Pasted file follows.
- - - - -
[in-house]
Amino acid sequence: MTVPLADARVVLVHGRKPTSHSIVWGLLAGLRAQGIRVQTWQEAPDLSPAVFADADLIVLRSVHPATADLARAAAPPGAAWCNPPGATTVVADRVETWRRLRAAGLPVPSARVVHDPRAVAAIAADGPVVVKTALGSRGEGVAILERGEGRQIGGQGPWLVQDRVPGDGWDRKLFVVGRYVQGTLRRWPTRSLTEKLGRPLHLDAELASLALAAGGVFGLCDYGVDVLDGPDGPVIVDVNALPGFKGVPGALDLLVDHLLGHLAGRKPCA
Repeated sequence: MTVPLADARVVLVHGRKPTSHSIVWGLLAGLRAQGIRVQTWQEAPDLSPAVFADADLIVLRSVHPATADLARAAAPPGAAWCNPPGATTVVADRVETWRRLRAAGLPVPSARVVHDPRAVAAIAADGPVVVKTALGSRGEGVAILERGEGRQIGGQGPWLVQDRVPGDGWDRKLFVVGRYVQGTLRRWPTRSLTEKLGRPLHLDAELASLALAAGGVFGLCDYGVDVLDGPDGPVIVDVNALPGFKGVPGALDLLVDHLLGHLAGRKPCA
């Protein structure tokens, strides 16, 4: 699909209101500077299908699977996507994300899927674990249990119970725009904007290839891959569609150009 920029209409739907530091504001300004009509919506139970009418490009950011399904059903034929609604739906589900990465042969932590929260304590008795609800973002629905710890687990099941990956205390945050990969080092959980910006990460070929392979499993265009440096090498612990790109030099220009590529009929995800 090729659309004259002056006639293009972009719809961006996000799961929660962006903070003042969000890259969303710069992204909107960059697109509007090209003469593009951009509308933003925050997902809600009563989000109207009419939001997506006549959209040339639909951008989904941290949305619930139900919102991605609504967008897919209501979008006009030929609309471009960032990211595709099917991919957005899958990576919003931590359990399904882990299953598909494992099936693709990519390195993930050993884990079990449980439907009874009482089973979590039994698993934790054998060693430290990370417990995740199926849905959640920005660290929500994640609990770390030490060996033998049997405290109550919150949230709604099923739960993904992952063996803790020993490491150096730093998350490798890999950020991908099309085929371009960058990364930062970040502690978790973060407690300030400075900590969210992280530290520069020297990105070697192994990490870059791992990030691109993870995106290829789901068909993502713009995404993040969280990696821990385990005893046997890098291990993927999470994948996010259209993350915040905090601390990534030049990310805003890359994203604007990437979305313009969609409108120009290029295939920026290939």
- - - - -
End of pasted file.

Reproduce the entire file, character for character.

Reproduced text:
[in-house]
Amino acid sequence: MTVPLADARVVLVHGRKPTSHSIVWGLLAGLRAQGIRVQTWQEAPDLSPAVFADADLIVLRSVHPATADLARAAAPPGAAWCNPPGATTVVADRVETWRRLRAAGLPVPSARVVHDPRAVAAIAADGPVVVKTALGSRGEGVAILERGEGRQIGGQGPWLVQDRVPGDGWDRKLFVVGRYVQGTLRRWPTRSLTEKLGRPLHLDAELASLALAAGGVFGLCDYGVDVLDGPDGPVIVDVNALPGFKGVPGALDLLVDHLLGHLAGRKPCA
Repeated sequence: MTVPLADARVVLVHGRKPTSHSIVWGLLAGLRAQGIRVQTWQEAPDLSPAVFADADLIVLRSVHPATADLARAAAPPGAAWCNPPGATTVVADRVETWRRLRAAGLPVPSARVVHDPRAVAAIAADGPVVVKTALGSRGEGVAILERGEGRQIGGQGPWLVQDRVPGDGWDRKLFVVGRYVQGTLRRWPTRSLTEKLGRPLHLDAELASLALAAGGVFGLCDYGVDVLDGPDGPVIVDVNALPGFKGVPGALDLLVDHLLGHLAGRKPCA
């Protein structure tokens, strides 16, 4: 699909209101500077299908699977996507994300899927674990249990119970725009904007290839891959569609150009 920029209409739907530091504001300004009509919506139970009418490009950011399904059903034929609604739906589900990465042969932590929260304590008795609800973002629905710890687990099941990956205390945050990969080092959980910006990460070929392979499993265009440096090498612990790109030099220009590529009929995800 090729659309004259002056006639293009972009719809961006996000799961929660962006903070003042969000890259969303710069992204909107960059697109509007090209003469593009951009509308933003925050997902809600009563989000109207009419939001997506006549959209040339639909951008989904941290949305619930139900919102991605609504967008897919209501979008006009030929609309471009960032990211595709099917991919957005899958990576919003931590359990399904882990299953598909494992099936693709990519390195993930050993884990079990449980439907009874009482089973979590039994698993934790054998060693430290990370417990995740199926849905959640920005660290929500994640609990770390030490060996033998049997405290109550919150949230709604099923739960993904992952063996803790020993490491150096730093998350490798890999950020991908099309085929371009960058990364930062970040502690978790973060407690300030400075900590969210992280530290520069020297990105070697192994990490870059791992990030691109993870995106290829789901068909993502713009995404993040969280990696821990385990005893046997890098291990993927999470994948996010259209993350915040905090601390990534030049990310805003890359994203604007990437979305313009969609409108120009290029295939920026290939």